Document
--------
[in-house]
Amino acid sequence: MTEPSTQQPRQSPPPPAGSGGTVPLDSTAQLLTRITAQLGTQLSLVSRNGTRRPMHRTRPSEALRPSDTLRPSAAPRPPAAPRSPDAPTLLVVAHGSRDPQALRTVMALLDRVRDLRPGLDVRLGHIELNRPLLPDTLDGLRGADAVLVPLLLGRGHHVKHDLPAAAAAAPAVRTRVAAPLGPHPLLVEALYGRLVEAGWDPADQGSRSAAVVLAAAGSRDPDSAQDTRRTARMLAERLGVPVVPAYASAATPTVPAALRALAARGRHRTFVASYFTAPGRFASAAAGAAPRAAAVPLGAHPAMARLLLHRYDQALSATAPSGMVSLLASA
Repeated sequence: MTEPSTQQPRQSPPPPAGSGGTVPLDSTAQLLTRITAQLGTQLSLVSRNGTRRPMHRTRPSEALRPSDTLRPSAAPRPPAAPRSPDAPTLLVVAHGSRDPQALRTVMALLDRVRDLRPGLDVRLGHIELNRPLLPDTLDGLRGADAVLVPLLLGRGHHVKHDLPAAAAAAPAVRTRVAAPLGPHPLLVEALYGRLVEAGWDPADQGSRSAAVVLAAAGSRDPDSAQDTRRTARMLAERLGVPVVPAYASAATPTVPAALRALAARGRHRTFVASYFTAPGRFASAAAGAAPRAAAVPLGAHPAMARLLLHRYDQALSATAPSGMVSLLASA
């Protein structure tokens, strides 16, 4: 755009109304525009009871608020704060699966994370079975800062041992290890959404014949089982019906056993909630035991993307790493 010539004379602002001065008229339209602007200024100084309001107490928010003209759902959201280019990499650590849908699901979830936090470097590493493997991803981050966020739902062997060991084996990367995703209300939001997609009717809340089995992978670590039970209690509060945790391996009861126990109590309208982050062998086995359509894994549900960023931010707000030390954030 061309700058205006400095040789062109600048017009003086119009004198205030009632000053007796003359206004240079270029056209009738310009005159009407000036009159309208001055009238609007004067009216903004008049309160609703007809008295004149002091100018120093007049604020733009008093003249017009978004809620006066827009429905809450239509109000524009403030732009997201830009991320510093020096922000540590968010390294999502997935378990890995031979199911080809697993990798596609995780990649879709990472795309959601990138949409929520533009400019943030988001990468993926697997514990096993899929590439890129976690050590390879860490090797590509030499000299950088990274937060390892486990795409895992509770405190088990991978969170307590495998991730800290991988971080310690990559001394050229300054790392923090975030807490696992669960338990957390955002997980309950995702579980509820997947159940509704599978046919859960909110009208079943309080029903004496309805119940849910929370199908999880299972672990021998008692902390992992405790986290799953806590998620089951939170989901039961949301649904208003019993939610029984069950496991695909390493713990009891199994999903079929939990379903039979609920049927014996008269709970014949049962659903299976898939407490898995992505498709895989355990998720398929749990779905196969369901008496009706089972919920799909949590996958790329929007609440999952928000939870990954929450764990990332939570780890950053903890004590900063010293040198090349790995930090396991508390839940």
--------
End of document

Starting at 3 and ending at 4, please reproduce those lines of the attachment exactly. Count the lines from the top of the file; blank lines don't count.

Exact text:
Repeated sequence: MTEPSTQQPRQSPPPPAGSGGTVPLDSTAQLLTRITAQLGTQLSLVSRNGTRRPMHRTRPSEALRPSDTLRPSAAPRPPAAPRSPDAPTLLVVAHGSRDPQALRTVMALLDRVRDLRPGLDVRLGHIELNRPLLPDTLDGLRGADAVLVPLLLGRGHHVKHDLPAAAAAAPAVRTRVAAPLGPHPLLVEALYGRLVEAGWDPADQGSRSAAVVLAAAGSRDPDSAQDTRRTARMLAERLGVPVVPAYASAATPTVPAALRALAARGRHRTFVASYFTAPGRFASAAAGAAPRAAAVPLGAHPAMARLLLHRYDQALSATAPSGMVSLLASA
């Protein structure tokens, strides 16, 4: 755009109304525009009871608020704060699966994370079975800062041992290890959404014949089982019906056993909630035991993307790493 010539004379602002001065008229339209602007200024100084309001107490928010003209759902959201280019990499650590849908699901979830936090470097590493493997991803981050966020739902062997060991084996990367995703209300939001997609009717809340089995992978670590039970209690509060945790391996009861126990109590309208982050062998086995359509894994549900960023931010707000030390954030 061309700058205006400095040789062109600048017009003086119009004198205030009632000053007796003359206004240079270029056209009738310009005159009407000036009159309208001055009238609007004067009216903004008049309160609703007809008295004149002091100018120093007049604020733009008093003249017009978004809620006066827009429905809450239509109000524009403030732009997201830009991320510093020096922000540590968010390294999502997935378990890995031979199911080809697993990798596609995780990649879709990472795309959601990138949409929520533009400019943030988001990468993926697997514990096993899929590439890129976690050590390879860490090797590509030499000299950088990274937060390892486990795409895992509770405190088990991978969170307590495998991730800290991988971080310690990559001394050229300054790392923090975030807490696992669960338990957390955002997980309950995702579980509820997947159940509704599978046919859960909110009208079943309080029903004496309805119940849910929370199908999880299972672990021998008692902390992992405790986290799953806590998620089951939170989901039961949301649904208003019993939610029984069950496991695909390493713990009891199994999903079929939990379903039979609920049927014996008269709970014949049962659903299976898939407490898995992505498709895989355990998720398929749990779905196969369901008496009706089972919920799909949590996958790329929007609440999952928000939870990954929450764990990332939570780890950053903890004590900063010293040198090349790995930090396991508390839940």